Oh, it was back and forth, back and forth all night long, and all during the morning. I just felt like we as an organization needed to make this decision. Not based on me. Brandon was feeling good. Our doctors were ok to let him go, as far as what his response to treatment and what he was feeling. I just asked him how he felt, he said he felt great. It really worked out for us. I thought it lifted our team tonight, we wanted to keep him around 20-25 minutes, it was close to that.

When did the team find out?

We actually went through the meeting, the team broke and then I came back after talking with Kevin and Mr. Allen and decided we were going to let him go. They didn't know until we were walking out.  But he did go through walkthroughs yesterday. I had him out there with the 5. So we kind of thought he may play. It was back and forth. The decision was made basically when the guys were leaving the locker room.

What did Roy's return do for your team's approach?

Knowing that he's going to be out there, I thought our guys, I mean, you could see them upbeat. Like "Let's go." We've got our main guy back and knowing that he was out there, just being out there, I thought our guys were calm. I thought we played the game that we needed to play to win. 

Did you take the momentum back?

Yeah, well we finally got to playing basketball, scrapping. I thought we matched their intensity, which we've been talking about the last two games. Challenged them. I felt like we were the aggressors. That's a really good team. Nash is just unbelievable. As far as just taking advantage of situations on the offensive end of the floor. They made plays but I felt like we played with a lot of confidence tonight. We didn't look tight. The execution was good, the defense was good and it was a 48 minute we played tonight.


I thought LaMarcus responded like we needed him to respond tonight. Big game. He showed up. And got into the paint. I thought the physical play they've been playing the last two games, he had a calmness about him tonight. Didn't rattle him. He stayed with getting post position. Fighting for post position. The double teams didn't rattle him tonight. I thought he did a good job of stretching the double teams and finding our guys on the weakside. And just playing a poised game down in the post tonight.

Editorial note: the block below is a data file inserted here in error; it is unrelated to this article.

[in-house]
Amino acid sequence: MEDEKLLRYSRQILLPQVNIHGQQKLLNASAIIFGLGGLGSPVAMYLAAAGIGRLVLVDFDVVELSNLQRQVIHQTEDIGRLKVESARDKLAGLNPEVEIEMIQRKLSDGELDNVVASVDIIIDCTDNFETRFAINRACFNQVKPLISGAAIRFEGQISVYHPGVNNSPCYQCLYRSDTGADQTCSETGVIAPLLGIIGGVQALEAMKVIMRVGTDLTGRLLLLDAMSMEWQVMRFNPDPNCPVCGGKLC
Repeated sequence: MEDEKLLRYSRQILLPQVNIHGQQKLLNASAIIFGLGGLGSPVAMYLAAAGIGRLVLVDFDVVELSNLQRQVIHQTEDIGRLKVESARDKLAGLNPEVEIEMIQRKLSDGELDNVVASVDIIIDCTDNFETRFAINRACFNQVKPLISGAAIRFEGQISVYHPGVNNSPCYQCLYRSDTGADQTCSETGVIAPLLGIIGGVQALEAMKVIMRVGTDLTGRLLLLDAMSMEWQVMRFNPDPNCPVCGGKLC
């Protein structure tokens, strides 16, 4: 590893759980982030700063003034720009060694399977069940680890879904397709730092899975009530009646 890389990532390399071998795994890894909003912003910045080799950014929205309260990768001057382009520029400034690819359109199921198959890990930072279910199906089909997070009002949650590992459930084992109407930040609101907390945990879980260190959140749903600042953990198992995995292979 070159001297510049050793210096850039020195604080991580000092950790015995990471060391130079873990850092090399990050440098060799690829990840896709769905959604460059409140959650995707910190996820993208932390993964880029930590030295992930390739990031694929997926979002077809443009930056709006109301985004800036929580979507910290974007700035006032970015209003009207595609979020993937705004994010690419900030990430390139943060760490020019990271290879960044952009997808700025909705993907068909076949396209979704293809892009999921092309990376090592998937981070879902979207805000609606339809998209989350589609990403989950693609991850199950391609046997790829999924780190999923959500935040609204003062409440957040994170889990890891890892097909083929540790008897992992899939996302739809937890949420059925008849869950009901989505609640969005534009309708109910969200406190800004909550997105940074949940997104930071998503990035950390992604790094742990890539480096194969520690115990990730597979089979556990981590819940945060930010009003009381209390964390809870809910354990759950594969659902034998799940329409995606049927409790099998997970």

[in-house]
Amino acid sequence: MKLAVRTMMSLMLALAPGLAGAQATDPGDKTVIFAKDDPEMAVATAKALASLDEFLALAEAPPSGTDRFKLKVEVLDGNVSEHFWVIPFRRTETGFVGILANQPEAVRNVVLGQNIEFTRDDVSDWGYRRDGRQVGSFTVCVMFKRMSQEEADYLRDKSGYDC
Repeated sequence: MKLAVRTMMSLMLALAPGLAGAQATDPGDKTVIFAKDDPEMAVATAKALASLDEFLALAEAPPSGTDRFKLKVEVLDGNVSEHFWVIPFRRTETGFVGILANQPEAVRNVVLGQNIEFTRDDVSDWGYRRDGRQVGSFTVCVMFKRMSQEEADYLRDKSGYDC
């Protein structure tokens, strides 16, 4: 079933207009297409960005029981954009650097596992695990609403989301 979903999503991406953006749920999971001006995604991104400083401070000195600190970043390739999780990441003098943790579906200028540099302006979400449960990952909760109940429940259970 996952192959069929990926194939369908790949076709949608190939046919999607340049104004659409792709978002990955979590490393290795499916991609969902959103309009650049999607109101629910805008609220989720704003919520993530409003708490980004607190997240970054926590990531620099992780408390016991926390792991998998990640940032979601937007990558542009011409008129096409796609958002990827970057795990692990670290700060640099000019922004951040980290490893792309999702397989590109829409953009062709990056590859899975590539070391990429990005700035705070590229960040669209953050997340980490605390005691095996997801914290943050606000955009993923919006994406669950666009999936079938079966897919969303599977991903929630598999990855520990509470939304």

Did this remind you of when you played injured against the Chicago Bulls in the Finals?

Yeah, all of these things went through my head. You're thinking about the risk of him re-injuring himself. Coming back, some would say, too soon. Our doctors who did the surgery know what kind of surgery he did, didn't feel like Brandon could hurt himself. Brandon didn't feel any pain in all of his workouts. The only thing he felt was just badly out of shape. But I thought about myself when I played in the Finals. Guys played with serious injuries. I think about Kobe with a broken finger. No one was concerned about me when I had back spasms and couldn't walk.

There are guys who... at this time... you know Nicolas was probably in a worse situation than Brandon. With his shoulder possibly being able to be dislocated. It was a bigger risk for Nicolas to be out there than Brandon. Guys are playing with it. We have to listen to Brandon. I was listening to the doctors. I felt like everybody needed to get involved on this decision.

Did Brandon exceed your expectations?

He was good. Rusty. A little rusty. He had some big shots down the stretch. Just having him out on the floor, you have to defend a little different with Brandon being on the floor, with LA, Nicolas and Miller.

Does that comeback seem like a legendary playoff performance?

It was good for us tonight. We needed that lift because we, the last two games, have just been flat. We needed that lift. I just got chills when he got up and the crowd saw that he was going to the scorer's table. I know our players fed off of that, the emotions and the energy in the building. Having him back. You take any player like Brandon away from a team, and bring him back... take Nash from Phoenix... it will have an impact on you. And it did tonight when he came back.

Will Brandon start game 5?

We'll have to look at that. I'll talk to Jay and the doctors and see where he's at. I spoke to him jut a second ago, he felt fine, no pain. Possibly we can increase his minutes, certainly we're going to look at putting him in the lineup.

-- Ben Golliver | | Twitter